Enhanced sensitivity to IGF-II signaling links loss of imprinting of IGF2 to increased cell proliferation and tumor risk

Atsushi Kaneda, Chiaochun J. Wang, Raymond Cheong, Winston Timp, Patrick Onyango, Bo Wen, Christine A. Iacobuzio-Donahue, Rolf Ohlsson, Rita Andraos, Mark A. Pearson, Alexei A. Sharov, Dan L. Longo, Minoru S.H. Ko, Andre Levchenko, Andrew P. Feinberg

Research output: Contribution to journalArticle

Abstract

Loss of imprinting (LOI) of the insulin-like growth factor-II gene (IGF2), leading to abnormal activation of the normally silent maternal allele, is a common human epigenetic population variant associated with a 5-fold increased frequency of colorectal neoplasia. Here, we show first that LOI leads specifically to increased expression of proliferation-related genes in mouse intestinal crypts. Surprisingly, LOI(+) mice also have enhanced sensitivity to IGF-II signaling, not simply increased IGF-II levels, because in vivo blockade with NVP-AEW541, a specific inhibitor of the IGF-II signaling receptor, showed reduction of proliferation-related gene expression to levels half that seen in LOI(-) mice. Signal transduction assays in microfluidic chips confirmed this enhanced sensitivity with marked augmentation of Akt/PKB signaling in LOI(+) cells at low doses of IGF-II, which was reduced in the presence of the inhibitor to levels below those found in LOI(-) cells, and was associated with increased expression of the IGF1 and insulin receptor genes. We exploited this increased IGF-II sensitivity to develop an in vivo chemopreventive strategy using the azoxymethane (AOM) mutagenesis model. LOI(+) mice treated with AOM showed a 60% increase in premalignant aberrant crypt foci (ACF) formation over LOI(-) mice. In vivo IGF-II blockade with NVP-AEW541 abrogated this effect, reducing ACF to a level 30% lower even than found in exposed LOI(-) mice. Thus, LOI increases cancer risk in a counterintuitive way, by increasing the sensitivity of the IGF-II signaling pathway itself, providing a previously undescribed epigenetic chemoprevention strategy in which cells with LOI are "IGF-II addicted" and undergo reduced tumorigenesis in the colon upon IGF-II pathway blockade.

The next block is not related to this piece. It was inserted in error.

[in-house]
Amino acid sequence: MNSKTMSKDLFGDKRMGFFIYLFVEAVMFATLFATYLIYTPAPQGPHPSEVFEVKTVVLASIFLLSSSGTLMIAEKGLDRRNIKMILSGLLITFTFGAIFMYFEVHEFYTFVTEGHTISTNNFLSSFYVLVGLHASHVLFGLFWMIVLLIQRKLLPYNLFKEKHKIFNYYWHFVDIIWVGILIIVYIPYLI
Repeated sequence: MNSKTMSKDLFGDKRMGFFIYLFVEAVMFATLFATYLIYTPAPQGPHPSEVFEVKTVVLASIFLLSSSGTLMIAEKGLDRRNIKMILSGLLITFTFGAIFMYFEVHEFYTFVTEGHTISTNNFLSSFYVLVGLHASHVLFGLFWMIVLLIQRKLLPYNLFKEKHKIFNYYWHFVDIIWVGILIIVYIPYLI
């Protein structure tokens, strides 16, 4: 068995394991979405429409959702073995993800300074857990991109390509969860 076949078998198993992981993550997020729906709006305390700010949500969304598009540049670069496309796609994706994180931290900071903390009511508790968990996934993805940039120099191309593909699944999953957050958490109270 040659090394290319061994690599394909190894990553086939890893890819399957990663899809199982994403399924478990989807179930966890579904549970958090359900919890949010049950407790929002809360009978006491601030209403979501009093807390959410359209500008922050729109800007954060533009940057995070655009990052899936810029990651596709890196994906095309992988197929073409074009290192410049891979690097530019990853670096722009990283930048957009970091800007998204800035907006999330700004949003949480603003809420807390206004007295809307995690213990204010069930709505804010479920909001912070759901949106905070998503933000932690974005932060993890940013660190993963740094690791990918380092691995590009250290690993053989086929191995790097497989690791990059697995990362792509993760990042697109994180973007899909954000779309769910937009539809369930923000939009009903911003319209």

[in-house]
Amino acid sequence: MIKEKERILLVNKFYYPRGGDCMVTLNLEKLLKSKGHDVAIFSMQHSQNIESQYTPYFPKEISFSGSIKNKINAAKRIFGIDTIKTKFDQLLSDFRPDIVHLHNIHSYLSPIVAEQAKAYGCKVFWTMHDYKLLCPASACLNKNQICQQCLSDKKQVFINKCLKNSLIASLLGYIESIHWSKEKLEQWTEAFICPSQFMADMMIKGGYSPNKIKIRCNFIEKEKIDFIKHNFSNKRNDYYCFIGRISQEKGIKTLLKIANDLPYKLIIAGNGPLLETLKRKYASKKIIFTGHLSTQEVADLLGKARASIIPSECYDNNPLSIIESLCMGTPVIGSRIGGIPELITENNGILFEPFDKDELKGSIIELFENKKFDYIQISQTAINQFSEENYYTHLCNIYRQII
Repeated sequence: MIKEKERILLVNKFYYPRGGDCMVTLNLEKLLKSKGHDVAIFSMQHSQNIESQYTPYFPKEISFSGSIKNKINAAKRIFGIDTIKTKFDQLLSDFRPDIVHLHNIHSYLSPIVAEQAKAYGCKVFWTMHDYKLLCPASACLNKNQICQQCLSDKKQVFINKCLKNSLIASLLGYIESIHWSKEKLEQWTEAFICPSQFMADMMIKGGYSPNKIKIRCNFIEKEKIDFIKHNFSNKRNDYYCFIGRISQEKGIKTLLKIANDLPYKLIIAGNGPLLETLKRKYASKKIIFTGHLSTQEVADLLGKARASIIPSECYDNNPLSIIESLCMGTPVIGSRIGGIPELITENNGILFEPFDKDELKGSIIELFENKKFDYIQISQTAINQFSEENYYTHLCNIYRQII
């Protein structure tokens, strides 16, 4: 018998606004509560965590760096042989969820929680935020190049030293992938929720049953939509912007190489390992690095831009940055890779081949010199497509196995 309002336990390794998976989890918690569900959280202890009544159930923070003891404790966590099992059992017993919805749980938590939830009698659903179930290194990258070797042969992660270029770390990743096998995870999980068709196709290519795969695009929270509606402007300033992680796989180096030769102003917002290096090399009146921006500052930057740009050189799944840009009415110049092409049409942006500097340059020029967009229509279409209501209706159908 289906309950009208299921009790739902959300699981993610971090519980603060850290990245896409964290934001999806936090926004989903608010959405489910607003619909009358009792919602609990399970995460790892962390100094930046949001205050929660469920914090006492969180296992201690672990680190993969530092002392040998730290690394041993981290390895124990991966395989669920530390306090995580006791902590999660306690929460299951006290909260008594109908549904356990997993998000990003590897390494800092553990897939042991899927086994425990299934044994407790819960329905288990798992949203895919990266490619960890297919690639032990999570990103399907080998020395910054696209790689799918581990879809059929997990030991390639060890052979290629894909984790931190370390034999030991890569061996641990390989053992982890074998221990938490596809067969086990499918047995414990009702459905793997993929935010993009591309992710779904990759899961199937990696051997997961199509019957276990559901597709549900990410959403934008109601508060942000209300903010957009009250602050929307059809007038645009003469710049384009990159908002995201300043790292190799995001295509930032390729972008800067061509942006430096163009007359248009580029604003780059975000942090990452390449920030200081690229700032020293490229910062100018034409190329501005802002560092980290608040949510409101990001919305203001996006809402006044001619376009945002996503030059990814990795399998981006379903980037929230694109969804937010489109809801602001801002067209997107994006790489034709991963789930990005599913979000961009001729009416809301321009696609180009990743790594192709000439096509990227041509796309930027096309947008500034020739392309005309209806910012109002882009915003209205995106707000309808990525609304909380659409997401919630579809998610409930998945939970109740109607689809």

Original languageEnglish (US)
Pages (from-to)20926-20931
Number of pages6
JournalProceedings of the National Academy of Sciences of the United States of America
Volume104
Issue number52
DOIs
StatePublished - Dec 26 2007

Keywords

  • Akt
  • Cancer
  • Chemoprevention
  • Epigenetics
  • Signal transduction

ASJC Scopus subject areas

  • General

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    Kaneda, A., Wang, C. J., Cheong, R., Timp, W., Onyango, P., Wen, B., Iacobuzio-Donahue, C. A., Ohlsson, R., Andraos, R., Pearson, M. A., Sharov, A. A., Longo, D. L., Ko, M. S. H., Levchenko, A., & Feinberg, A. P. (2007). Enhanced sensitivity to IGF-II signaling links loss of imprinting of IGF2 to increased cell proliferation and tumor risk. Proceedings of the National Academy of Sciences of the United States of America, 104(52), 20926-20931. https://doi.org/10.1073/pnas.0710359105